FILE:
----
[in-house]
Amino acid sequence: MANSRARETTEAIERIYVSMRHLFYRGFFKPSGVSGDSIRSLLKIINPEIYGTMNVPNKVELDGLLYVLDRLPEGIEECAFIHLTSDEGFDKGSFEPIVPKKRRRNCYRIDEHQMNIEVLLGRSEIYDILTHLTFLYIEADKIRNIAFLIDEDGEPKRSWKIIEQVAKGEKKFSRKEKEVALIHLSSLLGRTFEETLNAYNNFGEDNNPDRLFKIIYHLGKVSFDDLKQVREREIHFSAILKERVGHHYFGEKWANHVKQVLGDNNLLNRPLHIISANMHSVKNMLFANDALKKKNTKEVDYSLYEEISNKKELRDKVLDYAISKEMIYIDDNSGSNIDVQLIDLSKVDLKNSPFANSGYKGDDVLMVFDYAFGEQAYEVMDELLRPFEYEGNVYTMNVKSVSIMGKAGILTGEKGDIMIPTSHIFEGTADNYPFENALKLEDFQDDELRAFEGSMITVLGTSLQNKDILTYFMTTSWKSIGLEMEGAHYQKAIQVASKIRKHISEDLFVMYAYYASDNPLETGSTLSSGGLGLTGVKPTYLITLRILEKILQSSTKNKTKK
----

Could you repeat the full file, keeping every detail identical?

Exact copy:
[in-house]
Amino acid sequence: MANSRARETTEAIERIYVSMRHLFYRGFFKPSGVSGDSIRSLLKIINPEIYGTMNVPNKVELDGLLYVLDRLPEGIEECAFIHLTSDEGFDKGSFEPIVPKKRRRNCYRIDEHQMNIEVLLGRSEIYDILTHLTFLYIEADKIRNIAFLIDEDGEPKRSWKIIEQVAKGEKKFSRKEKEVALIHLSSLLGRTFEETLNAYNNFGEDNNPDRLFKIIYHLGKVSFDDLKQVREREIHFSAILKERVGHHYFGEKWANHVKQVLGDNNLLNRPLHIISANMHSVKNMLFANDALKKKNTKEVDYSLYEEISNKKELRDKVLDYAISKEMIYIDDNSGSNIDVQLIDLSKVDLKNSPFANSGYKGDDVLMVFDYAFGEQAYEVMDELLRPFEYEGNVYTMNVKSVSIMGKAGILTGEKGDIMIPTSHIFEGTADNYPFENALKLEDFQDDELRAFEGSMITVLGTSLQNKDILTYFMTTSWKSIGLEMEGAHYQKAIQVASKIRKHISEDLFVMYAYYASDNPLETGSTLSSGGLGLTGVKPTYLITLRILEKILQSSTKNKTKK